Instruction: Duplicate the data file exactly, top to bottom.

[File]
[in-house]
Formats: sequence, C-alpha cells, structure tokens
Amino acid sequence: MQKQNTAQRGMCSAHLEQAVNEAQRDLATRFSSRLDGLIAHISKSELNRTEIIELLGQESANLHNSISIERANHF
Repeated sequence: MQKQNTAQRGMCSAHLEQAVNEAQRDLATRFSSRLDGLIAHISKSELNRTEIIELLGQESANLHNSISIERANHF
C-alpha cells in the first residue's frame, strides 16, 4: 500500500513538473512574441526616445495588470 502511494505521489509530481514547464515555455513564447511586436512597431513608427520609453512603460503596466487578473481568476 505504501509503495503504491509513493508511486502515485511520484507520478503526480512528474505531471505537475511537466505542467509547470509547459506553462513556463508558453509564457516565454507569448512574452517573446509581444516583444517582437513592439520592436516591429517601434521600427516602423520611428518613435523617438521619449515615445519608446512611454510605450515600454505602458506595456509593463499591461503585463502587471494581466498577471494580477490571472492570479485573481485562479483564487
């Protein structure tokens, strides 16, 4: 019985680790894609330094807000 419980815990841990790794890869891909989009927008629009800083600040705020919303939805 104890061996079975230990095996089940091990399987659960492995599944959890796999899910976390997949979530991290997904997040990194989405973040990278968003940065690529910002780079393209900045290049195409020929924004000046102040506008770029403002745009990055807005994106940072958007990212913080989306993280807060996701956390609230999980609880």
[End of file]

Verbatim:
[in-house]
Formats: sequence, C-alpha cells, structure tokens
Amino acid sequence: MQKQNTAQRGMCSAHLEQAVNEAQRDLATRFSSRLDGLIAHISKSELNRTEIIELLGQESANLHNSISIERANHF
Repeated sequence: MQKQNTAQRGMCSAHLEQAVNEAQRDLATRFSSRLDGLIAHISKSELNRTEIIELLGQESANLHNSISIERANHF
C-alpha cells in the first residue's frame, strides 16, 4: 500500500513538473512574441526616445495588470 502511494505521489509530481514547464515555455513564447511586436512597431513608427520609453512603460503596466487578473481568476 505504501509503495503504491509513493508511486502515485511520484507520478503526480512528474505531471505537475511537466505542467509547470509547459506553462513556463508558453509564457516565454507569448512574452517573446509581444516583444517582437513592439520592436516591429517601434521600427516602423520611428518613435523617438521619449515615445519608446512611454510605450515600454505602458506595456509593463499591461503585463502587471494581466498577471494580477490571472492570479485573481485562479483564487
């Protein structure tokens, strides 16, 4: 019985680790894609330094807000 419980815990841990790794890869891909989009927008629009800083600040705020919303939805 104890061996079975230990095996089940091990399987659960492995599944959890796999899910976390997949979530991290997904997040990194989405973040990278968003940065690529910002780079393209900045290049195409020929924004000046102040506008770029403002745009990055807005994106940072958007990212913080989306993280807060996701956390609230999980609880």